Research could find new mutations associated with narcolepsy
December 19, 2018
By André Julião | Agência FAPESP – A group of researchers affiliated with the Federal University of São Paulo (UNIFESP) in Brazil has achieved what is probably the first whole-genome sequencing of DNA from “identical” (monozygotic) twins, one of whom has type 1 narcolepsy.
Narcolepsy is a neurological disorder that affects the sleep cycle, causing excessive daytime sleepiness and instability during deep or rapid eye movement (REM) sleep. Type 1 narcolepsy is characterized by cataplexy, a sudden involuntary loss of muscle function that can cause hazardous falls.
Patients with type 1 narcolepsy present with low levels of the neuropeptide hypocretin. Neither cataplexy nor a low level of hypocretin is present in type 2 narcolepsy.
The twins’ complete genomes were sequenced by a team led by Renata Carmona e Ferreira in collaboration with Fernando Morgadinho dos Santos Coelho, both of whom are professors in the Neurology Department of UNIFESP’s Medical School (Escola Paulista de Medicina, EPM), and by members of the Medical Genomics and Precision Medicine Laboratory led by Professor Marcelo Ribeiro da Silva Briones.
Preliminary findings of the research were presented during the 6th Workshop of the Brazilian Initiative on Precision Medicine (BIPMed), held on November 7, 2018, at the headquarters of FAPESP, which supports this initiative.
“Identical twins are great for studies of this kind of occurrence, as a large proportion of their DNA is identical, so the relatively small discordant part is potentially what leads to narcolepsy in one and not the other,” Ferreira told Agência FAPESP.
As soon as the research data are published, they will be made available via BIPMed, an initiative created in 2015 by five of the Research, Innovation and Dissemination Centers (RIDCs) funded by FAPESP. BIPMed is a database containing the genomes of healthy people and others with specific diseases. It is steadily growing and now contains genomes linked to epileptic encephalopathies, craniofacial anomalies, breast cancer, hereditary hearing loss, and neurofibromatosis. Sequences linked to lupus will be added in 2019.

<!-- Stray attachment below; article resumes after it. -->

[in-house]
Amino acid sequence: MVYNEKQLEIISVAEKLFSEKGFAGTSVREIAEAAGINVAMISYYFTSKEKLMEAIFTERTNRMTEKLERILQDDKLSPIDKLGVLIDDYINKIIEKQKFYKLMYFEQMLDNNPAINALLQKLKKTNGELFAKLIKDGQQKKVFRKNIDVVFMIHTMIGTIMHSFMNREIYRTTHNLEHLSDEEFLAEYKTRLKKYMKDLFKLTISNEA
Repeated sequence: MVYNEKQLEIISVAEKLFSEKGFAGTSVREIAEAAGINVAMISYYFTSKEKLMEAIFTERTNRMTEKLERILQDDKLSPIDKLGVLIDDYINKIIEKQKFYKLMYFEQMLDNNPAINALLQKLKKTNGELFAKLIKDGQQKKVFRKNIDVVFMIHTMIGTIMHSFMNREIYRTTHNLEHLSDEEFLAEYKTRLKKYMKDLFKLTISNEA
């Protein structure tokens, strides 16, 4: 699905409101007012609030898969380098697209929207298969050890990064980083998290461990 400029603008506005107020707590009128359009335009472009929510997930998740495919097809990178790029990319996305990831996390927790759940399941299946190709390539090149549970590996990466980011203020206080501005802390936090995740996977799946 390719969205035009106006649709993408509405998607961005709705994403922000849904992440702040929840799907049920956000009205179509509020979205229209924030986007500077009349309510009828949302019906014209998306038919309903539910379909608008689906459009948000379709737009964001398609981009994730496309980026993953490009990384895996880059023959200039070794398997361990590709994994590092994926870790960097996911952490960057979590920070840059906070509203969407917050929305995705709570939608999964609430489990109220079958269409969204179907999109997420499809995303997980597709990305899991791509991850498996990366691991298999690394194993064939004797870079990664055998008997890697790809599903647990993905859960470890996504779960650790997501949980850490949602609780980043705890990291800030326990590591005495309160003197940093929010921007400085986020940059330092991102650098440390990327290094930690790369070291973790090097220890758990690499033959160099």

More than 900,000 genetic variants are currently deposited in the database. The United States, Brazil and China are the countries that use it most.
“BIPMed aims to help implement precision medicine in Brazil, acting as a catalyst for collaboration among scientists, physicians, health authorities, hospitals and society,” said Iscia Lopes-Cendes, a professor at the University of Campinas’s Medical Science School (FCM-UNICAMP) and a member of BIPMed’s steering committee.
Another research project was presented by Briones, who studied the effect of variations in certain genes on drug metabolism. “In order to do precision medicine we have to know how the patient processes a drug in the body. Only then can we be sure of administering the right dose,” he said in his presentation.
The dose must be reduced if the patient is a poor metabolizer. In this case, it takes more time for the drug to be eliminated, and the drug can have toxic effects. On the other hand, a fast metabolizer needs a higher dose so that the body absorbs a sufficient amount of the drug to work as expected. These two groups each account for between 10% and 15% of the population. “If you think of Brazil, that’s about 20 million people, hardly a trivial number,” Briones said.
Large genetic databases provide clues to human evolution and adaptation in the Americas. Geneticist Tábita Hünemeier, a professor at the University of São Paulo’s Bioscience Institute (IB-USP), presented part of her research to the workshop; her research is funded by FAPESP and retraces the steps of the first Americans based on the genetic traits of their living descendants.
“Our results strongly suggest a signature of natural selection in all 53 Native American populations studied, including a strong signal in Amazonian populations that are extremely different from the Inuit with regard to culture, environment and diet,” she said in her presentation. The Inuit are indigenous people inhabiting the Arctic areas of Greenland, Canada and Alaska.
“In our opinion, this genetic profile suggests a single and very strong adaptive event that occurred in Beringia before the range expansion of the ancestors of the First Americans within the American continent and Greenland,” she added. Beringia, or the Bering Land Bridge, joined present-day Alaska to eastern Siberia at times during the ice age and is a postulated route of human migration to the Americas from Asia approximately 20,000 years ago.
“This event was linked to metabolic adaptations to diet and cold weather, which were constant during the Beringian standstill,” said Hünemeier, who was a member of the group that reinterpreted the history of the Lagoa Santa people (find out more at agencia.fapesp.br/29168).
Fátima Nunes, Full Professor at the University of São Paulo (USP), presented on sharing data across science databases in Brazil and worldwide as part of so-called Open Science (learn more at agencia.fapesp.br/29068).
For Victor Pylro, a professor at the Federal University of Lavras (Minas Gerais State) and coordinator of the Brazilian Microbiome Project, collaborative databases such as BIPMed facilitate networking by researchers and are fundamental to the advance of science.